I believe God’s measure of success looks much different than our own. We become so focused on perfection, staying hidden until the right moment to present ourselves shiny and clean, having overcome our difficult and uncomfortable circumstances. This is what the rest of the world applauds. But don’t we each have unique and valuable lessons to share that come with the daily perseverance of ongoing disease?
It’s one thing to be crippled by a body that relentlessly fights against you, but please don’t believe the lie that you are less-than or it will cripple your spirit.
I got a new working phone yesterday for my birthday! Woot woot!
I’m still playing around with it, but I have to say that it’s kind of stingy on the emoticons.
You don’t realize how far down the emoticon rabbit hole you’ve gone until all of those little faces are suddenly ripped from your life like a big yellow blur. (Insert sad face here)
Goodbye winky face: you helped me keep my foot out of my mouth so, so, so many times. (insert yikes face here) Now, I’ll have to rely on the ‘LOL’ to save me from myself.
Farewell Tear face: How will anyone know I’m sad? Words just don’t do what one little tear face can.
Mr. Smiley Face, I will miss you the most. Your good old classic “I’m smiling” demeanor may be overused, may at times be the inappropriate emoticon for people to utilize and get on my nerves (rolling eyes face), but you never get old. Keep on smiling, Mr. Smiley!
(Insert 2 laughing faces, winky, and blowing kiss face)
Yep, I would have nailed those emoticons (thumbs up symbol to myself).
It has been Twenty years since RSD crashed into my life and it has been quite the ride. Some moments I have wanted to be over before they happen. Other moments I held onto for dear life because they were all that sustained me through the hours and days of pure physical and psychological torture. At times I was able to be more normal like many of my peers. Other times I behaved and felt as if I were on my death bed. However, if I had the choice to do this all over again there would be nothing that I would ever change. I am not saying I like being sick but all of the gifts that it has helped me to find out about myself in a hurry compared to my “normal” peers has been truly priceless. I will tell a brief side of my tale that has led me to find peace with RSD and my life.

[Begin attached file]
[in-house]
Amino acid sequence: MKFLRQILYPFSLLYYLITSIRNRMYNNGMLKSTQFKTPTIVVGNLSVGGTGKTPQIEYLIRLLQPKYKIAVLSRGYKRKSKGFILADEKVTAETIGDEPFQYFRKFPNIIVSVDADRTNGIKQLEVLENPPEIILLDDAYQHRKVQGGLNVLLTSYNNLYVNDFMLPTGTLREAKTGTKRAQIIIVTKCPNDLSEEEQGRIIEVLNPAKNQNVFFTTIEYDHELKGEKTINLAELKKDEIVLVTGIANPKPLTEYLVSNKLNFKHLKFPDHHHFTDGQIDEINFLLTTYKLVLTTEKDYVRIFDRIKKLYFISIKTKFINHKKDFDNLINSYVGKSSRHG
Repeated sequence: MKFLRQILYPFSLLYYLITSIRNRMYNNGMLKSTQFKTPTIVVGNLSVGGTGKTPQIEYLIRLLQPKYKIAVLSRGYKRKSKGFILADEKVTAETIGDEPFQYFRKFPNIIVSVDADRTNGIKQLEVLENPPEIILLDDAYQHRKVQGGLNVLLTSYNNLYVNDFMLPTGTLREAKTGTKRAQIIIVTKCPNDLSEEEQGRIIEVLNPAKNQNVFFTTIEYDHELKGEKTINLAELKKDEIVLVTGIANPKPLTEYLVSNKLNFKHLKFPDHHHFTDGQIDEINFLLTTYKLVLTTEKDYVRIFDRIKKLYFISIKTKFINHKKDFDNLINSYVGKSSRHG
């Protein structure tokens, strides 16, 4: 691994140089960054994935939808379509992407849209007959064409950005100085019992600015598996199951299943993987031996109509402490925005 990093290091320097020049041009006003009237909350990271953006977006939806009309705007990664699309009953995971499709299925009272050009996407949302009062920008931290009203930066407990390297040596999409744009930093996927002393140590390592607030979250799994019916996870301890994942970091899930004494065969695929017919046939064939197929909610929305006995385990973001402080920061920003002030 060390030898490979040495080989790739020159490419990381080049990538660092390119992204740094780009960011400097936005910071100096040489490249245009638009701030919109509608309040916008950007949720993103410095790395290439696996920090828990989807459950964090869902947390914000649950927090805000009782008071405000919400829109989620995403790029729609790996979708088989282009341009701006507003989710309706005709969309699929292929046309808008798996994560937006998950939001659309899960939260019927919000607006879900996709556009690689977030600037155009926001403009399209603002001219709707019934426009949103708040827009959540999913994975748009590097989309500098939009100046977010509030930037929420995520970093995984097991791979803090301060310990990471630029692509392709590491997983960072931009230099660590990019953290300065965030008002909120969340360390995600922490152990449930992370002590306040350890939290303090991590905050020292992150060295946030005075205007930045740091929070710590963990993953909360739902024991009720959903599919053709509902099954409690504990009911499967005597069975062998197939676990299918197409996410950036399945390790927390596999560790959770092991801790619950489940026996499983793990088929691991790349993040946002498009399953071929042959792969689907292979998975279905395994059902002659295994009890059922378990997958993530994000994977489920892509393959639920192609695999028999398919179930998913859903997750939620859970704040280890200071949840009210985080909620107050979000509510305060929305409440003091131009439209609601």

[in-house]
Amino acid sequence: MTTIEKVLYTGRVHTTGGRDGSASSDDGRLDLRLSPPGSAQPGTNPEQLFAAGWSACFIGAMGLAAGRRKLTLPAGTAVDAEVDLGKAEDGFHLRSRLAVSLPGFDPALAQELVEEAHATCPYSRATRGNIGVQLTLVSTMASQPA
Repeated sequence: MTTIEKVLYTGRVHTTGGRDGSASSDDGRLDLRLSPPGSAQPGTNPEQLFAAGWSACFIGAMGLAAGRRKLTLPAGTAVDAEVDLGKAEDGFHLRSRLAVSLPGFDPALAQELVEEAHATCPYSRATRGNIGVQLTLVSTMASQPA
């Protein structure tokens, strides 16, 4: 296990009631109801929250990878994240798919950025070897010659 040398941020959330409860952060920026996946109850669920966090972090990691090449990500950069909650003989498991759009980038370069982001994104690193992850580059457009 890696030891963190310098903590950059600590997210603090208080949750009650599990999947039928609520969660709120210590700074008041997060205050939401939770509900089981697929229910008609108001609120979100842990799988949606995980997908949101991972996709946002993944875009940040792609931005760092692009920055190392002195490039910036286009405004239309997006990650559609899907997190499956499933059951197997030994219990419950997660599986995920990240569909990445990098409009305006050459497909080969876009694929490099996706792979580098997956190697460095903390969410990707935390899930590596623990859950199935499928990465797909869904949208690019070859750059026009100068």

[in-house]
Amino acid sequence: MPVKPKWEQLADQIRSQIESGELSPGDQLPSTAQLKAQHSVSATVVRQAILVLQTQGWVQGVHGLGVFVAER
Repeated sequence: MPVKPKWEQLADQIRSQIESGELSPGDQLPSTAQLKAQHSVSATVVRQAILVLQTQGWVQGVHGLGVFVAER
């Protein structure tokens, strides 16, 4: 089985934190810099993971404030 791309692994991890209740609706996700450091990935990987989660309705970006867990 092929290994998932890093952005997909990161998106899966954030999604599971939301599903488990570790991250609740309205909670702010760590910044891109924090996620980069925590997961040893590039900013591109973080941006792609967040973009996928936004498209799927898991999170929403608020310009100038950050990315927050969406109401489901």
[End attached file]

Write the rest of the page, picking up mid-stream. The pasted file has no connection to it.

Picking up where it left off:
In February, 1996 I was a normal 15 year old girl who really did not want to go to the dentist, and I got out of it by going to the ER instead. I knelt down and felt like I broke my kneecap in half (I did not). So my mother and brother took me to the local ER to have my knee looked at (I had to be carried, it hurt so bad). They took and X-ray of it and found out that I had somehow knelt on a needle that was now lodged in my lower thigh muscle. They ended up sending me to a different doctor to have surgery on my knee as they could not get it out. The surgery doctor’s next appointment would not be for five days which they thought would give the needle time to work its way up out of the thigh muscle. It worked its way further into the muscle instead, so on that day of the surgery, they took four times as long as they thought they had planned for. After the surgery, the site that they opened up to remove the needle was healing just fine, no complications, no unusual pain, but then on the eighth day after surgery at 4:30, sometime in the afternoon, RSD came into my life. So far has not left, although I keep insisting that she can be on her way now.
So, mid teen years were now controlled by not me, my school, or my mom, but by RSD, and I am just learning how to gain control over the elusive mistress. She swept into my life limiting my ability to go to normal school and participate in normal activities, although looking back at it, she might have saved me from getting too wild and crazy. I hated my ninth grade year before RSD came in the picture but it became even more troubled after. I ended up dropping out of ninth grade because I could not get out of bed due to the intense pain my leg.